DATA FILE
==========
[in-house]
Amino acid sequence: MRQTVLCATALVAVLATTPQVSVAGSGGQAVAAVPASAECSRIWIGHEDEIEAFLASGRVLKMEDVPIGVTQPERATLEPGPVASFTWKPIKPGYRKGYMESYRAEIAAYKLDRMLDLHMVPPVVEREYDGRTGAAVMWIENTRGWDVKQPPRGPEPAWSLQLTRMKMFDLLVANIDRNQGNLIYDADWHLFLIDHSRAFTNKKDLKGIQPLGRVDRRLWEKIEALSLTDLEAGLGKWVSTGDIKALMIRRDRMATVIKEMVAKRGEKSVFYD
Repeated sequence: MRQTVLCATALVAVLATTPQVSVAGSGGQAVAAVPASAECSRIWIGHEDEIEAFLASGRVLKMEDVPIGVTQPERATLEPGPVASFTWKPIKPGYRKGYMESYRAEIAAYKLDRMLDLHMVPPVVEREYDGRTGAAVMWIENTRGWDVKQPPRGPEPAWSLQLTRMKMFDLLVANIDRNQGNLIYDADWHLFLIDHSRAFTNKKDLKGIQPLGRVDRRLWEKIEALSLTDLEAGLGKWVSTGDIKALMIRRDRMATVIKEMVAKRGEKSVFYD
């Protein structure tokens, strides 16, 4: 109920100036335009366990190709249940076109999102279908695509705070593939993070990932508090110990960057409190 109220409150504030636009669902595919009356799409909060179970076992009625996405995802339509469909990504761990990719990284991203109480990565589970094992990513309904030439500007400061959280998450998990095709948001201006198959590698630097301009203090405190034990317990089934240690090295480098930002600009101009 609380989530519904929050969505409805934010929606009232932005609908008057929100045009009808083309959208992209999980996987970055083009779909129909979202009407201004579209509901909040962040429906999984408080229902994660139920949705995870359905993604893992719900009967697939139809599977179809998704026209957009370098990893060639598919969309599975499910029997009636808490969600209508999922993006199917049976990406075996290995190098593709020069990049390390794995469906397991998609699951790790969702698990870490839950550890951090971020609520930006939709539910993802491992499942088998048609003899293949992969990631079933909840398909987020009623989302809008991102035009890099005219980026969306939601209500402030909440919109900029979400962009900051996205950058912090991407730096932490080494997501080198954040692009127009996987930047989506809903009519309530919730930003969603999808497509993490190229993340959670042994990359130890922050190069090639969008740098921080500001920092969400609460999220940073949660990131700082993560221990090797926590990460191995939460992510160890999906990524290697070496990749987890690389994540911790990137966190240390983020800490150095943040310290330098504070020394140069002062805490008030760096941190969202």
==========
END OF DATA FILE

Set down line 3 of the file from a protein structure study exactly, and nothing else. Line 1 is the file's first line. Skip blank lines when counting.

Repeated sequence: MRQTVLCATALVAVLATTPQVSVAGSGGQAVAAVPASAECSRIWIGHEDEIEAFLASGRVLKMEDVPIGVTQPERATLEPGPVASFTWKPIKPGYRKGYMESYRAEIAAYKLDRMLDLHMVPPVVEREYDGRTGAAVMWIENTRGWDVKQPPRGPEPAWSLQLTRMKMFDLLVANIDRNQGNLIYDADWHLFLIDHSRAFTNKKDLKGIQPLGRVDRRLWEKIEALSLTDLEAGLGKWVSTGDIKALMIRRDRMATVIKEMVAKRGEKSVFYD